Open Access
Enrico Greppi Award 2008

The Journal of Headache and Pain

, Volume 9, Issue 5, pp 259-266

Headaches precipitated by cough, prolonged exercise or sexual activity: a prospective etiological and clinical study

Authors

  • Julio Pascual
    • Service of NeurologyUniversity Hospital of Salamanca
  • Andrés González-Mandly
    • Section of NeuroradiologyUniversity Hospital Marqués de Valdecilla
  • Rubén Martín
    • Service of NeurosurgeryUniversity Hospital Marqués de Valdecilla
  • Agustín Oterino
    • Service of NeurologyUniversity Hospital Marqués de Valdecilla

DOI: 10.1007/s10194-008-0063-5

Abstract

Headaches provoked by cough, prolonged physical exercise and sexual activity have not been studied prospectively, clinically and neuroradiologically. Our aim was to delimitate characteristics, etiology, response to treatment and neuroradiological diagnostic protocol of those patients who consult to a general Neurological Department because of provoked headache. Those patients who consulted due to provoked headaches between 1996 and 2006 were interviewed in depth and followed-up for at least 1 year. Neuroradiological protocol included cranio-cervical MRI for all patients with cough headache and dynamic cerebrospinal functional MRI in secondary cough headache cases. In patients with headache provoked by prolonged physical exercise or/and sexual activity cranial neuroimaging (CT and/or MRI) was performed and, in case of suspicion of subarachnoid bleeding, angioMRI and/or lumbar tap were carried out. A total of 6,412 patients consulted due to headache during the 10 years of the study. The number of patients who had consulted due to any of these headaches is 97 (1.5% of all headaches). Diagnostic distribution was as follows: 68 patients (70.1%) consulted due to cough headache, 11 (11.3%) due to exertional headache and 18 (18.6%) due to sexual headache. A total of 28 patients (41.2%) out of 68 were diagnosed of primary cough headache, while the remaining 40 (58.8%) had secondary cough headache, always due to structural lesions in the posterior fossa, which in most cases was a Chiari type I malformation. In seven patients, cough headache was precipitated by treatment with angiotensin-converting enzyme inhibitors. As compared to the primary variety, secondary cough headache began earlier (average 40 vs. 60 years old), was located posteriorly, lasted longer (5 years vs. 11 months), was associated with posterior fossa symptoms/signs and did not respond to indomethacin. All those patients showed difficulties in the cerebrospinal fluid circulation in the foramen magnum region in the dynamic MRI study and preoperative plateau waves, which disappeared after posterior fossa reconstruction. The mean age at onset for primary headaches provoked by physical exercise and sexual activity began at the same age (40 years old), shared clinical characteristics (bilateral, pulsating) and responded to beta-blockers. Contrary to cough headache, secondary cases are rare and the most frequent etiology was subarachnoid bleeding. In conclusion, these conditions account for a low proportion of headache consultations. These data show the total separation between cough headache versus headache due to physical exercise and sexual activity, confirm that these two latter headaches are clinical variants of the same entity and illustrate the clinical differences between the primary and secondary provoked headaches.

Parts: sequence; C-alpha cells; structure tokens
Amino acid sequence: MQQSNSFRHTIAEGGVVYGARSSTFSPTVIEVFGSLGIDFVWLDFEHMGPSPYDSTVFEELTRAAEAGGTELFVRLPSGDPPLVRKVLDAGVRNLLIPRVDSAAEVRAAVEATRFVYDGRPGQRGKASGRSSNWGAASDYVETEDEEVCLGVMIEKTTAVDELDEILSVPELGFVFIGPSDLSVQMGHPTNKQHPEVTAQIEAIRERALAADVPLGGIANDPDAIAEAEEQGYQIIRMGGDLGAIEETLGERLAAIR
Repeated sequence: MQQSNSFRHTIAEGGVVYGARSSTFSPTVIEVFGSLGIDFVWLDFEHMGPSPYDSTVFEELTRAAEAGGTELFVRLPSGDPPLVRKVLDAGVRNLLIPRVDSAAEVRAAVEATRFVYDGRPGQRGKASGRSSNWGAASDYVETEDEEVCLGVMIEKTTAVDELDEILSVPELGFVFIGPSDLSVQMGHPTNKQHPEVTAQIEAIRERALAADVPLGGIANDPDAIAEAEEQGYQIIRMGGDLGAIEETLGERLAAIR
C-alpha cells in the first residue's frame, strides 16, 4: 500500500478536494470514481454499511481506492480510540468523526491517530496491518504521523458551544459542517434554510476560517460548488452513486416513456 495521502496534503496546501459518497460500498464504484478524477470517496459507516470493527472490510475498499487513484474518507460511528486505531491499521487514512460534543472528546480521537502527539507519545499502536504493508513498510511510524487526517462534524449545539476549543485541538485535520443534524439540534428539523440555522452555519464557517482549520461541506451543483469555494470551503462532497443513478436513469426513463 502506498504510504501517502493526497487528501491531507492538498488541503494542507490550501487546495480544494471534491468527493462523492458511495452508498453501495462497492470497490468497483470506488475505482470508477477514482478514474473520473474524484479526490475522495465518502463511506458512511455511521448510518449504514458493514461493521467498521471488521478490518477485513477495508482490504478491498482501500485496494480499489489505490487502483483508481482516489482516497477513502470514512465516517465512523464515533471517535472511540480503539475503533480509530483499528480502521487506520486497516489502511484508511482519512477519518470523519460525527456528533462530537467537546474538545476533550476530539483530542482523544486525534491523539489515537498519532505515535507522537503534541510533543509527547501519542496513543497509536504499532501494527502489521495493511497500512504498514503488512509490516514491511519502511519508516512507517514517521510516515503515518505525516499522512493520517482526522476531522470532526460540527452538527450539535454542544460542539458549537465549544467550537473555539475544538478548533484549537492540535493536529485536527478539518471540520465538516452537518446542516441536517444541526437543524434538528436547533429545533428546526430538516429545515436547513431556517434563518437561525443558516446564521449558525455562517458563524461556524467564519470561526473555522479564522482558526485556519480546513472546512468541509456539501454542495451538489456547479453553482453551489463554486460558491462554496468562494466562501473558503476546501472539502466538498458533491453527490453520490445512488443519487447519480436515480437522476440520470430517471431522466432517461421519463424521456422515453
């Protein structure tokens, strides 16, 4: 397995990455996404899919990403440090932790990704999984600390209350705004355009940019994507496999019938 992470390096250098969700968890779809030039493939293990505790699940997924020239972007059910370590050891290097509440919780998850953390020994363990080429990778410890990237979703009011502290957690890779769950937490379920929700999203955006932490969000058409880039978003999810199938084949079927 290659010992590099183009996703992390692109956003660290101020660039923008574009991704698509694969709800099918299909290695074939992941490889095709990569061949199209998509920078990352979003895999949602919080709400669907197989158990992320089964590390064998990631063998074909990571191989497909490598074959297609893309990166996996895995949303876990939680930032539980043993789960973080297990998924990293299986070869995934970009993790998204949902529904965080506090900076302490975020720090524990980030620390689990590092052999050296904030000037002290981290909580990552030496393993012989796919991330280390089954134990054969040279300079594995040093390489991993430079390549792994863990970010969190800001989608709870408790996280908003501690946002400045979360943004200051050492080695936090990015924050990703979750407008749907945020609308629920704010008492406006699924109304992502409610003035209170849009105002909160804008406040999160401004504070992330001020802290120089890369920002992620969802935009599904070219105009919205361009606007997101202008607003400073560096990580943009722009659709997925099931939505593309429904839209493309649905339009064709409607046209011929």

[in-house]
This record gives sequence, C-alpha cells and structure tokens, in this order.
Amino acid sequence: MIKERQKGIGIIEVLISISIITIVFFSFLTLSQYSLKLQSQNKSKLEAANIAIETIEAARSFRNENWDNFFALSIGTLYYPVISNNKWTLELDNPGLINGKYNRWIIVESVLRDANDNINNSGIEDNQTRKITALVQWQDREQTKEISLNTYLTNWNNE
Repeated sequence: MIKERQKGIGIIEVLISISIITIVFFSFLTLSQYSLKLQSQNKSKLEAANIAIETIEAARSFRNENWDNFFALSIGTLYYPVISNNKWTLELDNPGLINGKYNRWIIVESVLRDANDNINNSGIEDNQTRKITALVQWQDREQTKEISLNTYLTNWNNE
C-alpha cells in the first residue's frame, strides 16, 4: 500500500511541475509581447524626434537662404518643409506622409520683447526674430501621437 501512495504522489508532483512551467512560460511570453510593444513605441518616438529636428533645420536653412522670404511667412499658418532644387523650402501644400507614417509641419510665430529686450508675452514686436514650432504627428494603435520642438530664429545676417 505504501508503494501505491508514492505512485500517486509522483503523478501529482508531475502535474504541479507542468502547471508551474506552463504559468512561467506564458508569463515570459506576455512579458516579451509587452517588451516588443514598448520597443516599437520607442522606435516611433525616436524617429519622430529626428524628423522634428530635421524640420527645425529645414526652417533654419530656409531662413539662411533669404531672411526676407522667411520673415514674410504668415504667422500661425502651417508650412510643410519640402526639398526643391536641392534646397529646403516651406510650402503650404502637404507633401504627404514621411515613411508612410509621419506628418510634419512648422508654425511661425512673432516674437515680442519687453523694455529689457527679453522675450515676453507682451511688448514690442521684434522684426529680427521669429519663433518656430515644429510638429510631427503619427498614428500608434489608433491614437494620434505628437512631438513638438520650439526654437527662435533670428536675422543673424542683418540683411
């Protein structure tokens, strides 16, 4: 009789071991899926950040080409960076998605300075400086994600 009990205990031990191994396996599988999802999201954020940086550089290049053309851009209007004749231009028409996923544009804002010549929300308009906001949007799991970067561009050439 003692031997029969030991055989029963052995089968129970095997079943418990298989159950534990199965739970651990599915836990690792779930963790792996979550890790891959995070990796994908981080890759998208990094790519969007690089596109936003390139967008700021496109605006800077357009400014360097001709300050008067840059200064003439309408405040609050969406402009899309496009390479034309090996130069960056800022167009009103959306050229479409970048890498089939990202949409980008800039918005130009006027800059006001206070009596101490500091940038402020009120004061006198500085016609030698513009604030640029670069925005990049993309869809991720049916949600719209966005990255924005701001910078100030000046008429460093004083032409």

Keywords

Chiari malformation Cough headache Exertional headache Sexual headache

Introduction